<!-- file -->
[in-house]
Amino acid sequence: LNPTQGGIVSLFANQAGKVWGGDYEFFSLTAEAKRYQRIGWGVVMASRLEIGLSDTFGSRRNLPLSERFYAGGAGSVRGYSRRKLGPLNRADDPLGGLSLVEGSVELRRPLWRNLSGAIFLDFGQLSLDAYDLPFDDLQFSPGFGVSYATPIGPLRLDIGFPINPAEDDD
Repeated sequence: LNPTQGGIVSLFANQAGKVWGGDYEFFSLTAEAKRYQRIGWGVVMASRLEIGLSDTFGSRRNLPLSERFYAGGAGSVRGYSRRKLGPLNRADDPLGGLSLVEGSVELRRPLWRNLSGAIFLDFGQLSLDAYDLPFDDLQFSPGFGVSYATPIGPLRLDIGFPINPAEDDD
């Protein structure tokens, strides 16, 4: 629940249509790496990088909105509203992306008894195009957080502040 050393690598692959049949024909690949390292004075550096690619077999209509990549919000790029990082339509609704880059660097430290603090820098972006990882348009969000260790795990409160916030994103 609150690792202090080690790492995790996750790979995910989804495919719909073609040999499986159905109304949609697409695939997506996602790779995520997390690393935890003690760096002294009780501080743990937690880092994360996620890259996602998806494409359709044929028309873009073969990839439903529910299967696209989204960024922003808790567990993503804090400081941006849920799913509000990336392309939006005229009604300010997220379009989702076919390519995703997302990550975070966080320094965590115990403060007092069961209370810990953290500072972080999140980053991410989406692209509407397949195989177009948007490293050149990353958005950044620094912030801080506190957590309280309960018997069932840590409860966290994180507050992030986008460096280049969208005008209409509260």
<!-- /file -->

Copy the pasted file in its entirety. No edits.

[in-house]
Amino acid sequence: LNPTQGGIVSLFANQAGKVWGGDYEFFSLTAEAKRYQRIGWGVVMASRLEIGLSDTFGSRRNLPLSERFYAGGAGSVRGYSRRKLGPLNRADDPLGGLSLVEGSVELRRPLWRNLSGAIFLDFGQLSLDAYDLPFDDLQFSPGFGVSYATPIGPLRLDIGFPINPAEDDD
Repeated sequence: LNPTQGGIVSLFANQAGKVWGGDYEFFSLTAEAKRYQRIGWGVVMASRLEIGLSDTFGSRRNLPLSERFYAGGAGSVRGYSRRKLGPLNRADDPLGGLSLVEGSVELRRPLWRNLSGAIFLDFGQLSLDAYDLPFDDLQFSPGFGVSYATPIGPLRLDIGFPINPAEDDD
């Protein structure tokens, strides 16, 4: 629940249509790496990088909105509203992306008894195009957080502040 050393690598692959049949024909690949390292004075550096690619077999209509990549919000790029990082339509609704880059660097430290603090820098972006990882348009969000260790795990409160916030994103 609150690792202090080690790492995790996750790979995910989804495919719909073609040999499986159905109304949609697409695939997506996602790779995520997390690393935890003690760096002294009780501080743990937690880092994360996620890259996602998806494409359709044929028309873009073969990839439903529910299967696209989204960024922003808790567990993503804090400081941006849920799913509000990336392309939006005229009604300010997220379009989702076919390519995703997302990550975070966080320094965590115990403060007092069961209370810990953290500072972080999140980053991410989406692209509407397949195989177009948007490293050149990353958005950044620094912030801080506190957590309280309960018997069932840590409860966290994180507050992030986008460096280049969208005008209409509260």